The oasis of Tozeur, a city-symbol of southern Tunisia, is one of the gates to the Sahara. There are no dunes here, but there is a desert landscape that appears in the distance, on the El-Jerid chott. The palm grove of Tozeur is said to be the most beautiful in all of the country.
In spring, when the overwhelming summer heat has not yet completely dried up the landscape, palm trees, fruit trees and various different other plants flourish to the sound of the two hundred springs of water that irrigate the oasis. In terms of a first trip to the desert, it's a good place to try.
If you like art and culture, visit the 'Planet Oasis'. This brand new cultural centre houses a huge Berber tent where traditional banquets take place, as well as several galleries. The work of a wide range of contemporary artists is exhibited here too; there is kitchenware for tea and coffee, lamps made from blown glass, pottery and paintings. You will also find an ampitheatre where you can watch a show tracing Tozeur's history every evening, except Sundays.
Walking is one of the best ways to discover the secrets of Tozeur. Start with the old quarter of Ouled el-Hadef, the panoramic viewpoint, the Paradise gardens, the Paradise zoo and the palm grove. If you're in search of a more organised tour, they are usually by 4x4 and cover the El-Djerid chott, the Red Lizard, the mountains oasis and Nefta, a charming oasis, which you should also visit if you travel to Tozeur.
The Museum of popular arts and traditions, in the old town is definitely worth a visit. The Dar Cheraït museum, next to the hotel of the same name, has pieces of Tunisian and Ottoman art that date back to the 17th and 20th centuries. You should also try and see the Thousand and One Nights theme park if you can, which is at the entrance of the Tozeur medina.
The Red Lizard is one of the most unmissable trips there are to take in Tozeur. This train journey will take you back to the beginning of the 20th century. It has been preserved as it used to be, with lounges and leather tapestries and armchairs. The buffet car is decorated with elaborate woodwork where you can enjoy traditional snacks. The line heads towards the phosphate mine and leaves from Métlaoui. Crossing the gorges of Selja, the ribbed rocks and rivers that carry green clay are what waits for you outside the window.
+ Desert landscapes .
+ A city stop opening on to the Sahara.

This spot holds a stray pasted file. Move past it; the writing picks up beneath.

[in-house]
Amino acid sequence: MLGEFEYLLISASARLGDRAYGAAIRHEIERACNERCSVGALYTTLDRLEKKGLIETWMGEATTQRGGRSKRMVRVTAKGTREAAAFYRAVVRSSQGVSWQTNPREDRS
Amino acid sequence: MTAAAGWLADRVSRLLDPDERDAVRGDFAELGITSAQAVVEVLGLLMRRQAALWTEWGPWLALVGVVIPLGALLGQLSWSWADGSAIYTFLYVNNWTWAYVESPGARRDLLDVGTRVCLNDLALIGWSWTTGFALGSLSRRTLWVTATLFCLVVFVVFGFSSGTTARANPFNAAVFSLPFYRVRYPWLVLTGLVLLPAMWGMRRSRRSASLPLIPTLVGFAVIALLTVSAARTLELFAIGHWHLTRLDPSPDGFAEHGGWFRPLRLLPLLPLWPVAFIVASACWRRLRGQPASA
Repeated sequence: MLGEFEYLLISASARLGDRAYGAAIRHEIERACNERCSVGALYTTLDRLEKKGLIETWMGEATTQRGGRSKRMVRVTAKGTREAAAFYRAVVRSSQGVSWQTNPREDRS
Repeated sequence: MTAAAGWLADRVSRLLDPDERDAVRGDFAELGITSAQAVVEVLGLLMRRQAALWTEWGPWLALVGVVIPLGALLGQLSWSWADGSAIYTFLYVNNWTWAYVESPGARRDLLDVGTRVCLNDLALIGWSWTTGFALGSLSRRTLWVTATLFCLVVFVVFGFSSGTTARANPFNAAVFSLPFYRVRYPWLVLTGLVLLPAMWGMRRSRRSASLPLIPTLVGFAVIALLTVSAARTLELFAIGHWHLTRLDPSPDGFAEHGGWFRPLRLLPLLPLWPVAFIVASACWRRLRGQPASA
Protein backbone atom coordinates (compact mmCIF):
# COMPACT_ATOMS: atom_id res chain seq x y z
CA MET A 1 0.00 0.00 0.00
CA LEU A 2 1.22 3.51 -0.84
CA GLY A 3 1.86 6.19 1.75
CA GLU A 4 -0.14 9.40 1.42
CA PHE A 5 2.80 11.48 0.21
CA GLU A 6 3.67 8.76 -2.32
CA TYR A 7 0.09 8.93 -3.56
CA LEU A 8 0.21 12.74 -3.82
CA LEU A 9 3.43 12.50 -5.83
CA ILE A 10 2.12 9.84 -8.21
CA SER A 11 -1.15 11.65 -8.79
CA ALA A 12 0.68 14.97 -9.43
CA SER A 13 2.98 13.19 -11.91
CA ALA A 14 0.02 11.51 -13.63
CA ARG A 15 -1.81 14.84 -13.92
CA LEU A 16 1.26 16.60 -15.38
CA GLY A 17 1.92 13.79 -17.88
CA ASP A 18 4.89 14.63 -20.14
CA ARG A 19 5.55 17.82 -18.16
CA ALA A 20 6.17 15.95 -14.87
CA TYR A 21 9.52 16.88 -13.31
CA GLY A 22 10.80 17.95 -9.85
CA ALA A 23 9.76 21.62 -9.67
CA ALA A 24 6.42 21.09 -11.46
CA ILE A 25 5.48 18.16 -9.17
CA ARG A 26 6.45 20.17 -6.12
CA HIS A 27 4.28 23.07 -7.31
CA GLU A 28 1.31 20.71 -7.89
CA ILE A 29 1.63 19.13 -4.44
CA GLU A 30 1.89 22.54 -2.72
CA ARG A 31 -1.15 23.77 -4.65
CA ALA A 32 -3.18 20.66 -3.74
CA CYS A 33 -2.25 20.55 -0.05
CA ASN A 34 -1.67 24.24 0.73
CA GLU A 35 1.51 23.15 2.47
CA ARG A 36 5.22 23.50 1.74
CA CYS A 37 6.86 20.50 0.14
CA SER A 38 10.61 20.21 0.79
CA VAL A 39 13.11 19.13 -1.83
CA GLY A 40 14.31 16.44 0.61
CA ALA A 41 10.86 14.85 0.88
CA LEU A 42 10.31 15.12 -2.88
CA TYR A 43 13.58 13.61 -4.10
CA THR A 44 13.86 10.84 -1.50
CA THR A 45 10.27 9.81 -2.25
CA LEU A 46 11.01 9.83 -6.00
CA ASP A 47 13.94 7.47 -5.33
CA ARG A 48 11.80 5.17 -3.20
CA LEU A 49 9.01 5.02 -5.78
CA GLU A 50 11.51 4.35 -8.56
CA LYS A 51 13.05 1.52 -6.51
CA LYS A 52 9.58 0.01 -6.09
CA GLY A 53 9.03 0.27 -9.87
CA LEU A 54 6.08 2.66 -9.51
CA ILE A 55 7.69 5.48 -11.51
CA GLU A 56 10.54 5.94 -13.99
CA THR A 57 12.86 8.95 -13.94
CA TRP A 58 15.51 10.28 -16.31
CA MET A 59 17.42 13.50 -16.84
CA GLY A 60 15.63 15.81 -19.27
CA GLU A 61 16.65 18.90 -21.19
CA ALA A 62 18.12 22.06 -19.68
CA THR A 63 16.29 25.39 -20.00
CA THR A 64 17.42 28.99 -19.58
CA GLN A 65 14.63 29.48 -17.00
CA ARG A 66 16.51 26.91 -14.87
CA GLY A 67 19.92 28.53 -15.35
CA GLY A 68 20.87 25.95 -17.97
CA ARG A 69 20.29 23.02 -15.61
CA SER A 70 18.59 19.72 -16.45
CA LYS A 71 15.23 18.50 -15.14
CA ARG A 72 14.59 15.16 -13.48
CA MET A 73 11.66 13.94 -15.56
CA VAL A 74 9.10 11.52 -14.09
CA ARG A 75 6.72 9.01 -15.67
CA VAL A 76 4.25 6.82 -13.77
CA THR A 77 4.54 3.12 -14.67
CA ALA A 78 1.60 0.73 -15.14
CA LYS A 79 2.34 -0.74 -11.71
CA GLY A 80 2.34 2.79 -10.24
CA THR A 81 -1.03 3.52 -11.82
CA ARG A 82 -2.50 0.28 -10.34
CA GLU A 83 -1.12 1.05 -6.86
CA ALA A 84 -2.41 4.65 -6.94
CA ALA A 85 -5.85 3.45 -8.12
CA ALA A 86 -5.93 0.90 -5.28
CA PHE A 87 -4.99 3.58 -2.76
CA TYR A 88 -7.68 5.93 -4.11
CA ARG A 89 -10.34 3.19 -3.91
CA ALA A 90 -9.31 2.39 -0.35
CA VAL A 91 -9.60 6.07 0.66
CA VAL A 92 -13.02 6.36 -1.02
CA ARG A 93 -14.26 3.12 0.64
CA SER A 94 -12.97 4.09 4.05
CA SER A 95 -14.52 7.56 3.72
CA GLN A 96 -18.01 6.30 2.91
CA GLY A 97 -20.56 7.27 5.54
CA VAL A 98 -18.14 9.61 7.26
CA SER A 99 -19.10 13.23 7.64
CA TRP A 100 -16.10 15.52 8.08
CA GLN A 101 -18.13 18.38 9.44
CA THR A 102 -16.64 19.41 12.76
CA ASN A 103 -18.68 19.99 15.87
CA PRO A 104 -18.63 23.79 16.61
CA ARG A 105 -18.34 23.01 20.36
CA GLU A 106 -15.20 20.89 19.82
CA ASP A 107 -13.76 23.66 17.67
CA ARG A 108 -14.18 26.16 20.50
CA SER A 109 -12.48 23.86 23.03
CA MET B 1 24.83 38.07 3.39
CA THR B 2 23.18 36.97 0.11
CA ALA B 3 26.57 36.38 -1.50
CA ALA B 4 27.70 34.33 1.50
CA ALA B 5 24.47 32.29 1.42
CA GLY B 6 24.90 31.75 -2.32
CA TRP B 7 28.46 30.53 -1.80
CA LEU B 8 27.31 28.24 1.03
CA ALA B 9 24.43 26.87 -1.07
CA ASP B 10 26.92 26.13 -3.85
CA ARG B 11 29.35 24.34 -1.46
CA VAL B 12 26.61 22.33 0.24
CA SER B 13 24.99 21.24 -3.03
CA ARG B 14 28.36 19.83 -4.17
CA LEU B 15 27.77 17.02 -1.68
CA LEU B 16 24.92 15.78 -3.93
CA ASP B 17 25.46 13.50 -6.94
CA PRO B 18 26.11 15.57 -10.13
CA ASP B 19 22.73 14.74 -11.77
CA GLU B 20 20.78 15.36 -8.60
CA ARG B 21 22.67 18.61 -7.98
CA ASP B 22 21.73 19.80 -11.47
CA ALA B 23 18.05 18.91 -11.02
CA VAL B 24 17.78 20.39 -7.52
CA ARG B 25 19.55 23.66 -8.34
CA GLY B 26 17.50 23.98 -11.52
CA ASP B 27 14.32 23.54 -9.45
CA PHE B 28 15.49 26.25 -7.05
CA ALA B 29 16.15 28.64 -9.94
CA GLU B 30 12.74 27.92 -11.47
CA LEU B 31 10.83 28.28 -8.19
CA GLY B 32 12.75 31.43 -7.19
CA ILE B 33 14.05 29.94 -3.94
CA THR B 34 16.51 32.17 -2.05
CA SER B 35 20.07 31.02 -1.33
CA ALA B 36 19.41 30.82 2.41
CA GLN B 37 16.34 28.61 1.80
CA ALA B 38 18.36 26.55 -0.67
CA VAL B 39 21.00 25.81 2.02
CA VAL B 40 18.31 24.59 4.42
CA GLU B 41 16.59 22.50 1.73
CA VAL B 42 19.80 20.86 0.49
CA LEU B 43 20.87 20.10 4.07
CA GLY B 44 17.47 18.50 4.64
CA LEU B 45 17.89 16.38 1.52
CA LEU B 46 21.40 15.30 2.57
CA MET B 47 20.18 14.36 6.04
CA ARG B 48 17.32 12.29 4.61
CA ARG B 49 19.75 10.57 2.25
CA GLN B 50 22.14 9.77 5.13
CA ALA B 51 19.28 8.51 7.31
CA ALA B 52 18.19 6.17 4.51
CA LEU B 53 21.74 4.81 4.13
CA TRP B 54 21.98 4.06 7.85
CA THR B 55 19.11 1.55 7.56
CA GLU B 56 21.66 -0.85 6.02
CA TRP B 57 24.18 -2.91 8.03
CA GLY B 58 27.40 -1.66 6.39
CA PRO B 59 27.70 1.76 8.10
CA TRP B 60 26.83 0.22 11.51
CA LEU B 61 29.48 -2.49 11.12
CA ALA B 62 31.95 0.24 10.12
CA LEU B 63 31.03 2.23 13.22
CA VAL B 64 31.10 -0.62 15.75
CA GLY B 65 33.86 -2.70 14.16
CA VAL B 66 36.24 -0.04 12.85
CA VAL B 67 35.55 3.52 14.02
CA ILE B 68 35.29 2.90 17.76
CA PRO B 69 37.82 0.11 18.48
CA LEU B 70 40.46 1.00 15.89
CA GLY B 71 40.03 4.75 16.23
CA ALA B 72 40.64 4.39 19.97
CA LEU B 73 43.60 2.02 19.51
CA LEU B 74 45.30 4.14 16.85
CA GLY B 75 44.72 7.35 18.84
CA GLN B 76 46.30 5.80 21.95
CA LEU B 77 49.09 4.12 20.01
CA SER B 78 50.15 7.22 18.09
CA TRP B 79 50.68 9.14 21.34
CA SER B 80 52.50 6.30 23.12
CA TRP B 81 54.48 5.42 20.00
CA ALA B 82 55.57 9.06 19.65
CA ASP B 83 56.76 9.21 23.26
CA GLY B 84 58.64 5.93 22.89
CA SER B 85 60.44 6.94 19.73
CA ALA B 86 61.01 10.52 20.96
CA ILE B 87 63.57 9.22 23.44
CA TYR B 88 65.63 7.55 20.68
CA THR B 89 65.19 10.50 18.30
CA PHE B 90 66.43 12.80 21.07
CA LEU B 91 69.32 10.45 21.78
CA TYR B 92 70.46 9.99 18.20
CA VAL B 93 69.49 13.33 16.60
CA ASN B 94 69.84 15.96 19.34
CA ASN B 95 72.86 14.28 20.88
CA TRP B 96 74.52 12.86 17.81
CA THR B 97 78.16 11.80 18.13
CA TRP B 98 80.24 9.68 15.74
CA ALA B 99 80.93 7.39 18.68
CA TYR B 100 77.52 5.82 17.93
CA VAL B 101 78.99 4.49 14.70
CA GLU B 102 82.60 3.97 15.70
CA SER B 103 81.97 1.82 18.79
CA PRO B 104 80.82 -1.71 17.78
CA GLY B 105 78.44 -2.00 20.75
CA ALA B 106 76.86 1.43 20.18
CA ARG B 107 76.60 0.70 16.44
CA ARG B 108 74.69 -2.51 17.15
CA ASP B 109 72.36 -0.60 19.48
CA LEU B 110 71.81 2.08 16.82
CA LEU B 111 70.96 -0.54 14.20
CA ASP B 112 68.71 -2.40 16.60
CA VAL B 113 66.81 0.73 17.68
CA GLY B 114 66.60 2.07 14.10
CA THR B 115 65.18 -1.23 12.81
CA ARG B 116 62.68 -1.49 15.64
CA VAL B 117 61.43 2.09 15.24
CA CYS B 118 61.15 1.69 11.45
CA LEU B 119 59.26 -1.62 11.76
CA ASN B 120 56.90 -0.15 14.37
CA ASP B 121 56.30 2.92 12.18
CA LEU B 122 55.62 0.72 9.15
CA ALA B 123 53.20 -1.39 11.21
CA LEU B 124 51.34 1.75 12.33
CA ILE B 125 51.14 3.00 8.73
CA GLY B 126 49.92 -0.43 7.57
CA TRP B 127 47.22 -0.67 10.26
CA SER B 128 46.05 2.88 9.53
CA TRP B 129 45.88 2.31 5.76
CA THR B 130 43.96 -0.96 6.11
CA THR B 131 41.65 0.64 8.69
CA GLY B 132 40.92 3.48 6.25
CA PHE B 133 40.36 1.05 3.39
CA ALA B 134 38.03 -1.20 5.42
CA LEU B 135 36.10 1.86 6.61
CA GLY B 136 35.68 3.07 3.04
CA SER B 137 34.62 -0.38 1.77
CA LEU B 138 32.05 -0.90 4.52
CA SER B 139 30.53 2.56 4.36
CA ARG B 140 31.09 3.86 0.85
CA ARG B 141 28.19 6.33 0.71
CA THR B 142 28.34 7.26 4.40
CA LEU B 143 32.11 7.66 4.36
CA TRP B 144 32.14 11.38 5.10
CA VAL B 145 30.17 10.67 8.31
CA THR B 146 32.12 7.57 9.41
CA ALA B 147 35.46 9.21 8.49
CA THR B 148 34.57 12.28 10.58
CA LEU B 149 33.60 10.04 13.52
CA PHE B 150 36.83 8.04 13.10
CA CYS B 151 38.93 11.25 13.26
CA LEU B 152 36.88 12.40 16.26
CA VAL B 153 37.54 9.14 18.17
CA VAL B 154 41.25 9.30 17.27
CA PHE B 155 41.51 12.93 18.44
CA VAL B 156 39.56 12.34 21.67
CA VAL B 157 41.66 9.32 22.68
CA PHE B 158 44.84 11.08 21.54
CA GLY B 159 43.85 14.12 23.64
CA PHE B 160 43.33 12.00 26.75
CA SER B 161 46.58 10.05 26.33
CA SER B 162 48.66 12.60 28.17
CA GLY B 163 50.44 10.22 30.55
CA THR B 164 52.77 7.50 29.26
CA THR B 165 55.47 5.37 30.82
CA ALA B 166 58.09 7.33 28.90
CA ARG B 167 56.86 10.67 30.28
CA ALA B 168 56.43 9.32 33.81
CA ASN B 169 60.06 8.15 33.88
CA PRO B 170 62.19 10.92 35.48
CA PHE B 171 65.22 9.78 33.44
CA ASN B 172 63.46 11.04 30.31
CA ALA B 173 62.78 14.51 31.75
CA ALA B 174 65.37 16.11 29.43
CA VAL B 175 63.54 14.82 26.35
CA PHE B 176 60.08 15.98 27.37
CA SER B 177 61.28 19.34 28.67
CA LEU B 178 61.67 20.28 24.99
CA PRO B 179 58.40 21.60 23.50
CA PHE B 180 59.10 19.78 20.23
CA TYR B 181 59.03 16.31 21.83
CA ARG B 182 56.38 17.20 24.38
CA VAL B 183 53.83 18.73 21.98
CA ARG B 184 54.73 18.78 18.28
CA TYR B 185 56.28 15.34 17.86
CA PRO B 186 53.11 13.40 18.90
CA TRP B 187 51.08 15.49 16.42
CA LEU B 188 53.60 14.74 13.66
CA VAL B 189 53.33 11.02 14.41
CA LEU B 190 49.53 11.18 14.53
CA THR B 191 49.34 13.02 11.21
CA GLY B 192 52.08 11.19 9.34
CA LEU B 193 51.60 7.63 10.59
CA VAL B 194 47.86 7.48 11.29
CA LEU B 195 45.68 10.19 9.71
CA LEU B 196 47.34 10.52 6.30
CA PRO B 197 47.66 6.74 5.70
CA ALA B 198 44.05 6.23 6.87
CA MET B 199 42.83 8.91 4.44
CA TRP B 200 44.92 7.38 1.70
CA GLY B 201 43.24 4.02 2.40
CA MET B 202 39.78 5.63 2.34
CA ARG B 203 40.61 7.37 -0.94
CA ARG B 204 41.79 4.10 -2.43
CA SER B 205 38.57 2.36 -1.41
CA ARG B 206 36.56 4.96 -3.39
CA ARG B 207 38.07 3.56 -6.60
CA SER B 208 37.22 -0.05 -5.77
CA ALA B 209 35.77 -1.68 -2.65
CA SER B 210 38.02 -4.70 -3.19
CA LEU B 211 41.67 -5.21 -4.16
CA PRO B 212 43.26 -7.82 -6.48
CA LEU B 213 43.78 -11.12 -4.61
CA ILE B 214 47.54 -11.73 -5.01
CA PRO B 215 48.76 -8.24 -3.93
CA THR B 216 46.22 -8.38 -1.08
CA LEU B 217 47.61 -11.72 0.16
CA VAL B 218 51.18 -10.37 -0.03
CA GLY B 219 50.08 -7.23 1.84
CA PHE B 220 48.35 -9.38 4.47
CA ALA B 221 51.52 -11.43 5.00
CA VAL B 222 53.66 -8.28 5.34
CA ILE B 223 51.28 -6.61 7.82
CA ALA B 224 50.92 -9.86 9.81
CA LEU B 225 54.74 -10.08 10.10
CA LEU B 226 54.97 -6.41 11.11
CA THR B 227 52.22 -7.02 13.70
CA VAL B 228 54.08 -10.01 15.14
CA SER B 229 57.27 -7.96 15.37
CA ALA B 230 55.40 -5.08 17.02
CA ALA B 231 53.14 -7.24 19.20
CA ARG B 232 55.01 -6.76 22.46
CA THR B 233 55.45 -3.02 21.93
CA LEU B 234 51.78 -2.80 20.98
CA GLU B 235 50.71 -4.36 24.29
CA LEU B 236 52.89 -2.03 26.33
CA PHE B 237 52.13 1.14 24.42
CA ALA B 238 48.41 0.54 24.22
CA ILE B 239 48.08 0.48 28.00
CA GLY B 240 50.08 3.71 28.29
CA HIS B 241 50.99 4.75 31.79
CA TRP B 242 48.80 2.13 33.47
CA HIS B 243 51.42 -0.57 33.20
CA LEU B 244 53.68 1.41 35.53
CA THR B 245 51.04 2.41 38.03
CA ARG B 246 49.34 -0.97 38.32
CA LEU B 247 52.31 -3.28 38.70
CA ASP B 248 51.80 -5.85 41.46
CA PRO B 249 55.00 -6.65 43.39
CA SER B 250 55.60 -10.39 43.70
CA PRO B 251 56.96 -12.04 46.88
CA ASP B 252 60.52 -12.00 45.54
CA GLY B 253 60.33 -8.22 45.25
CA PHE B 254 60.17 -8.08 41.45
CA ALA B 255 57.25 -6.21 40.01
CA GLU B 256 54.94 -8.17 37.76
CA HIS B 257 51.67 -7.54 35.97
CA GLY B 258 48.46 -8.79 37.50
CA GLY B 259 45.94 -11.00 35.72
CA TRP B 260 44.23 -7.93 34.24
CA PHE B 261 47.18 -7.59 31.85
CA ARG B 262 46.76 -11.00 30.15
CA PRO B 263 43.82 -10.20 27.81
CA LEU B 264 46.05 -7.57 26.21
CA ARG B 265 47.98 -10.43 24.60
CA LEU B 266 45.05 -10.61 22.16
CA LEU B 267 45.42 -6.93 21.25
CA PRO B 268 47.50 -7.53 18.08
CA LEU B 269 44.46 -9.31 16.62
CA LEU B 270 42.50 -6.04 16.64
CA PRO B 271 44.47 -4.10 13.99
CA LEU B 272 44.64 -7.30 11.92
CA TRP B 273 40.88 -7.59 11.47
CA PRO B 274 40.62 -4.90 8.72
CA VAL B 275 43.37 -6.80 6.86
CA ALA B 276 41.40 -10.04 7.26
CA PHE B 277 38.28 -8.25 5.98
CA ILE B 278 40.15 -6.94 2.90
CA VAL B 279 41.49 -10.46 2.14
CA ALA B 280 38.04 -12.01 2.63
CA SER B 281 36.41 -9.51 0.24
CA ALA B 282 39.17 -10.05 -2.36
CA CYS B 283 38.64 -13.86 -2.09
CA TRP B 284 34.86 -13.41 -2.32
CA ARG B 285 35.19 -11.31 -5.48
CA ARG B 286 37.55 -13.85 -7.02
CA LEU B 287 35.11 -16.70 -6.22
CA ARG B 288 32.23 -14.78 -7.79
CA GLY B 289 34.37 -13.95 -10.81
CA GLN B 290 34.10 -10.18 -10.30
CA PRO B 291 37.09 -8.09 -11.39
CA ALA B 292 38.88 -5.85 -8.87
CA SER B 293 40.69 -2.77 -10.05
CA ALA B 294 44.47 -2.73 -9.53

+ A hotel offering good quality.
- Sites raided by organised excursions.
- The summer heat can quickly become unbearable (it sometimes reaches 49 ° C).
The best place to discover the abandoned village of Tamerza is the hotel there. The Tamerza Palace is built right in front of the ruins and it is worth spending at least one night here. Prices are reasonable, the food is good and most importantly, you have the privilege of admiring the village any time you want, from your bedroom, the swimming pool or the restaurant.
Organised tours are usually carried out in 4x4 vehicules. Whether the destination is the Chott el Jerid or the mountain oasis (Tamerza, Chebika and Midès), you will end up in a convoy of cars that will take you to visit places with around 30 people, sometimes more in high season. Alternatively you can rent a car, which gives you a better chance of getting there early to see the sun rise. It should be noted that the evenings can get quite busy, as watching the sun set has turned into quite the attraction.
The palm grove of Tozeur produces dozens of types of figs. Sahel couscous (with the desert being so close) as well as all other regional specialties such as tajine, brick, fingers of Fatma and chorba. Be aware, however, that buffet service in the hotels is generally less 'attractive' than in those of Hammamet or Djerba. A good restaurant to remember is Tamerza Palace, that you will find inside a hotel located opposite the village of Tamerza.
To bring back
You could bring back a carpet with motifs of the south (stylised dromadaries). You will find all kinds of crafts made from wrought iron, glass, leather, pottery and woven reeds. There are lots of things to buy for decorating bedrooms, living rooms and kitchens with lamps, vases, small furniture, plates and dishes made of clay. You can even go directly to the manufacturers; addresses can be asked for at the souk, or in hotels.